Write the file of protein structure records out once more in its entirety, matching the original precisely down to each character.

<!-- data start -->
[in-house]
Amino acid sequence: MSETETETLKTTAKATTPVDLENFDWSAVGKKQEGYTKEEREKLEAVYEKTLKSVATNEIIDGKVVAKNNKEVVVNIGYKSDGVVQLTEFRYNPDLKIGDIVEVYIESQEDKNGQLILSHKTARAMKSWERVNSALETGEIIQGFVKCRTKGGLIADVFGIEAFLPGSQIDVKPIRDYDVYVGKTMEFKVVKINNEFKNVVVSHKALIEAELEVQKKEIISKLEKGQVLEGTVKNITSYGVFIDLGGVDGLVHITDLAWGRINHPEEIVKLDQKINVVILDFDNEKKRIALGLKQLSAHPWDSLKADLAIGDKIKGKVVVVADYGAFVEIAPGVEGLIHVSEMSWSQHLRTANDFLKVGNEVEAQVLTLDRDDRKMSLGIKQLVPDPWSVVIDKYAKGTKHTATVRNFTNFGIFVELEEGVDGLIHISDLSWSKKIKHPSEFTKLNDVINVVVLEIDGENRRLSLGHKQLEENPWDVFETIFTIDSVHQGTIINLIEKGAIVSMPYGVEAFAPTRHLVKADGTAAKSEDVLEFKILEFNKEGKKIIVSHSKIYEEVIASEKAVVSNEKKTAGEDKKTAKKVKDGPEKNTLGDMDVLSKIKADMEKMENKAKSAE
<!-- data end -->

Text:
[in-house]
Amino acid sequence: MSETETETLKTTAKATTPVDLENFDWSAVGKKQEGYTKEEREKLEAVYEKTLKSVATNEIIDGKVVAKNNKEVVVNIGYKSDGVVQLTEFRYNPDLKIGDIVEVYIESQEDKNGQLILSHKTARAMKSWERVNSALETGEIIQGFVKCRTKGGLIADVFGIEAFLPGSQIDVKPIRDYDVYVGKTMEFKVVKINNEFKNVVVSHKALIEAELEVQKKEIISKLEKGQVLEGTVKNITSYGVFIDLGGVDGLVHITDLAWGRINHPEEIVKLDQKINVVILDFDNEKKRIALGLKQLSAHPWDSLKADLAIGDKIKGKVVVVADYGAFVEIAPGVEGLIHVSEMSWSQHLRTANDFLKVGNEVEAQVLTLDRDDRKMSLGIKQLVPDPWSVVIDKYAKGTKHTATVRNFTNFGIFVELEEGVDGLIHISDLSWSKKIKHPSEFTKLNDVINVVVLEIDGENRRLSLGHKQLEENPWDVFETIFTIDSVHQGTIINLIEKGAIVSMPYGVEAFAPTRHLVKADGTAAKSEDVLEFKILEFNKEGKKIIVSHSKIYEEVIASEKAVVSNEKKTAGEDKKTAKKVKDGPEKNTLGDMDVLSKIKADMEKMENKAKSAE